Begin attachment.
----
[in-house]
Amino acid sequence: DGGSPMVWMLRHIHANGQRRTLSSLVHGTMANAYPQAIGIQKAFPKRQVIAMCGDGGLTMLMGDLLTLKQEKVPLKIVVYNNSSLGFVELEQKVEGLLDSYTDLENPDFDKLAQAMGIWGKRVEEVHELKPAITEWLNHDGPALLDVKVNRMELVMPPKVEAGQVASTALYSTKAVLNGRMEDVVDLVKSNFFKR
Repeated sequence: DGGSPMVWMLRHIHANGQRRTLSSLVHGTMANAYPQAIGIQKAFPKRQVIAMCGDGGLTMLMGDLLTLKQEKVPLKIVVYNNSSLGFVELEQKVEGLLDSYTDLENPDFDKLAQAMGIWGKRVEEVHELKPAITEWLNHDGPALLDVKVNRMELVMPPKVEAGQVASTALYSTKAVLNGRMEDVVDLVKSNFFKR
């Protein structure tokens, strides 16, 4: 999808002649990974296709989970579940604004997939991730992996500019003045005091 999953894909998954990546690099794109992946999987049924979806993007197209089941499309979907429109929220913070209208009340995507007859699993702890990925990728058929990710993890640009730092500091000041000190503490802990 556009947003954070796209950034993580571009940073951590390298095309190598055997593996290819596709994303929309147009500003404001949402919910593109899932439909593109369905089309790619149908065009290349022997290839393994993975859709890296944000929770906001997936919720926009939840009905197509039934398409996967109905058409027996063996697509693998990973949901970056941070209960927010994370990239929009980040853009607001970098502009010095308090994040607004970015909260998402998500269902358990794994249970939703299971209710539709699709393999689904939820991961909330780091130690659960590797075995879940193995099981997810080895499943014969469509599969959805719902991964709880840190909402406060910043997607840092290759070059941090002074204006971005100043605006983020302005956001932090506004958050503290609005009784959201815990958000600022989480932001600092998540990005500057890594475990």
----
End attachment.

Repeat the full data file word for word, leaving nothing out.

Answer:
[in-house]
Amino acid sequence: DGGSPMVWMLRHIHANGQRRTLSSLVHGTMANAYPQAIGIQKAFPKRQVIAMCGDGGLTMLMGDLLTLKQEKVPLKIVVYNNSSLGFVELEQKVEGLLDSYTDLENPDFDKLAQAMGIWGKRVEEVHELKPAITEWLNHDGPALLDVKVNRMELVMPPKVEAGQVASTALYSTKAVLNGRMEDVVDLVKSNFFKR
Repeated sequence: DGGSPMVWMLRHIHANGQRRTLSSLVHGTMANAYPQAIGIQKAFPKRQVIAMCGDGGLTMLMGDLLTLKQEKVPLKIVVYNNSSLGFVELEQKVEGLLDSYTDLENPDFDKLAQAMGIWGKRVEEVHELKPAITEWLNHDGPALLDVKVNRMELVMPPKVEAGQVASTALYSTKAVLNGRMEDVVDLVKSNFFKR
């Protein structure tokens, strides 16, 4: 999808002649990974296709989970579940604004997939991730992996500019003045005091 999953894909998954990546690099794109992946999987049924979806993007197209089941499309979907429109929220913070209208009340995507007859699993702890990925990728058929990710993890640009730092500091000041000190503490802990 556009947003954070796209950034993580571009940073951590390298095309190598055997593996290819596709994303929309147009500003404001949402919910593109899932439909593109369905089309790619149908065009290349022997290839393994993975859709890296944000929770906001997936919720926009939840009905197509039934398409996967109905058409027996063996697509693998990973949901970056941070209960927010994370990239929009980040853009607001970098502009010095308090994040607004970015909260998402998500269902358990794994249970939703299971209710539709699709393999689904939820991961909330780091130690659960590797075995879940193995099981997810080895499943014969469509599969959805719902991964709880840190909402406060910043997607840092290759070059941090002074204006971005100043605006983020302005956001932090506004958050503290609005009784959201815990958000600022989480932001600092998540990005500057890594475990």